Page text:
A new era of digital production of splints and other clear materials has arrived. Another case study written by Matthias Zimmerer, Application Engineer, CDT and certified exocad trainer.
3D printing is perhaps the most important manufacturing process used for splints and splints today. 3D printed splint materials are strong, some are hard and rigid and others softer with a memory for patient compliance and comfort. Output varies from printer to printer, but all 3D printed splints must undergo a polishing process to give them a glossy finish. So no matter how smooth the parts are after printing, there is always a need for manual polishing of the surface (or should I say “wash”).
Looking back at how I used to make splints, I wonder what I would have done with all the time I could have saved polishing.
Polishing is a time consuming process and if, like me, you put your time and care into achieving a high gloss finish then we share the same view that this will always be the first evaluation checkpoint whether the product is manufactured to a high quality or not.
The second evaluation checkpoint is patient fitness. Polishing removes material, thus changing the surface of the splint away from the patient’s geometry. To fabricate a CAD splint and then manually adjust the surface to achieve that desired glossy finish, I always felt that the splint was no longer a true representation of my carefully thought-out CAD design, but now with a unique own creation.
My splint production took a huge leap forward when Asiga contacted me to tell me about their new UltraGLOSS™ trays.
UltraGLOSS™ material trays – buildig trays
At first I thought Asiga was exaggerating, but they never oversold any aspect of their products, so maybe what they told me was actually true. They told me that all I had to do was replace the resin tray with a new material tray. Because of this I will immediately experience a glossy finish on my splints.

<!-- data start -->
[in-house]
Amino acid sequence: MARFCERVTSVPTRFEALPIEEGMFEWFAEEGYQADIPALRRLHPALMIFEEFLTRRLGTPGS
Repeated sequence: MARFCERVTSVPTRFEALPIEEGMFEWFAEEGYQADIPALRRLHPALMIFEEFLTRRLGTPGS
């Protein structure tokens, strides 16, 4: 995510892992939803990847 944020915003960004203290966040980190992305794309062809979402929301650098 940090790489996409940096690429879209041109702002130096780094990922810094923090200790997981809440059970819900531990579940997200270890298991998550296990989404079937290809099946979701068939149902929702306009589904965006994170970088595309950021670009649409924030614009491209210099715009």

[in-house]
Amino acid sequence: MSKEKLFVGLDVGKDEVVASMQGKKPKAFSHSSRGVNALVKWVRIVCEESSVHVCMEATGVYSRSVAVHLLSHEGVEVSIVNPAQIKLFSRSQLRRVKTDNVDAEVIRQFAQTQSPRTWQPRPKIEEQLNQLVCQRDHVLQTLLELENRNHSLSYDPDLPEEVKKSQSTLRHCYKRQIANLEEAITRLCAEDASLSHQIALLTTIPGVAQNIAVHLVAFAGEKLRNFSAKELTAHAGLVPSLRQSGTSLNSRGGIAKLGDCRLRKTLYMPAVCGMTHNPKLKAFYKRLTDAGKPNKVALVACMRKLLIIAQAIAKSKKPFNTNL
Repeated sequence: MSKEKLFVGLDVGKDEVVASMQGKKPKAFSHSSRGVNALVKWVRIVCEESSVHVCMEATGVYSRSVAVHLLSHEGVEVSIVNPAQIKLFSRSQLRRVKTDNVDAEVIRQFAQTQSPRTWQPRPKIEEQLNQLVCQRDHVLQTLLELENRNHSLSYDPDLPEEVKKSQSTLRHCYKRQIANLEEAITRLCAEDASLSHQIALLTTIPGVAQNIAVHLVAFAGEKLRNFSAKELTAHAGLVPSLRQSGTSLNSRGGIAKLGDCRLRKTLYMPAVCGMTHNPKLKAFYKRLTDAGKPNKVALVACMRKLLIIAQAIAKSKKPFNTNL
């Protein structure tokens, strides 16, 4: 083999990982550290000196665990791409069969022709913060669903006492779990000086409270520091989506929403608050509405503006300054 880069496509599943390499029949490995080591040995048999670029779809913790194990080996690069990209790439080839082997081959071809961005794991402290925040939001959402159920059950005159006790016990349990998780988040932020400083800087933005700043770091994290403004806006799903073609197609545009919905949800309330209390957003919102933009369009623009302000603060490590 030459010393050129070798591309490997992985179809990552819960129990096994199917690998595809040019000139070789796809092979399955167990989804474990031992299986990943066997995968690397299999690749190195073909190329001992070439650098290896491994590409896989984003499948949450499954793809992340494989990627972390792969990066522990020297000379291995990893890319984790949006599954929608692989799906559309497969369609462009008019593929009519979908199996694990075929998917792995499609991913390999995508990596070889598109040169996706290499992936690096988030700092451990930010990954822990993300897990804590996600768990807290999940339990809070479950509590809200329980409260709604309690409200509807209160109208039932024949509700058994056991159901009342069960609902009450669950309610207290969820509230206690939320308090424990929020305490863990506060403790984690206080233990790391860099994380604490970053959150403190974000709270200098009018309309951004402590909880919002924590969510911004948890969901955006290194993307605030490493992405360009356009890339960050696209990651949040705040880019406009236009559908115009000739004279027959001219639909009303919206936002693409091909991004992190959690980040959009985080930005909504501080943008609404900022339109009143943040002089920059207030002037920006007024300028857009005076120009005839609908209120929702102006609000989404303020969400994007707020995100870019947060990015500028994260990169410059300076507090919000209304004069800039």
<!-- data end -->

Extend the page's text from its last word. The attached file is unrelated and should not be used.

I have been in 3D printing and digital design for many years and as an Exocad trainer I see a lot of technology and user hacks to improve the output. I was skeptical at first, but I really wanted to try it anyway, so Asiga sent me a pair of UltraGLOSS™ trays.
After the UltraGLOSS™ trays arrived I did some printing with the new Detax Freeprint Splintmaster TAFF material (also available in flex).
The first prints came out glossy immediately from the resin, but this is nothing new, although they looked different. The real shock came after washing the splints in IPA. It was a surreal experience, the splints had retained the glossy surface and even more so after curing in my NK Optik Otoflash G171. really incredible!
The results were so impressive that I had to look into further optimization to reduce splint support points during printing.
After a few trials, I now print splints at a 10 degree angle from vertical at two small connection points to anchor the splint to the build platform. The anchor points can be added in exocad (or your own favorite design program) or, alternatively, in Composer using the sprue function in the ‘Add Support’ dialog. By printing at this angle, support points are no longer needed in most cases.
Digital dentistry has been in my blood for many years and I have not experienced such a technological development since I started with 3D printing. In fact, I would call this the most disruptive development in dentistry in the past decade.
All I did was replace the tray with Asiga’s UltraGLOSS™ tray and I started getting glossy splints straight from the printer. If I want to print models with a matt surface, I just change the tray back to their standard material tray from Asiga.
Eliminate manual polishing, increase productivity and, most importantly, maintain and customize geometry for patient comfort with Asiga’s new UltraGLOSS™ trays.
3D printer: Asiga Max
3D printing material: Detax Splintmaster TAFF
Washing: IPA 98%+
Curing: Otoflash G171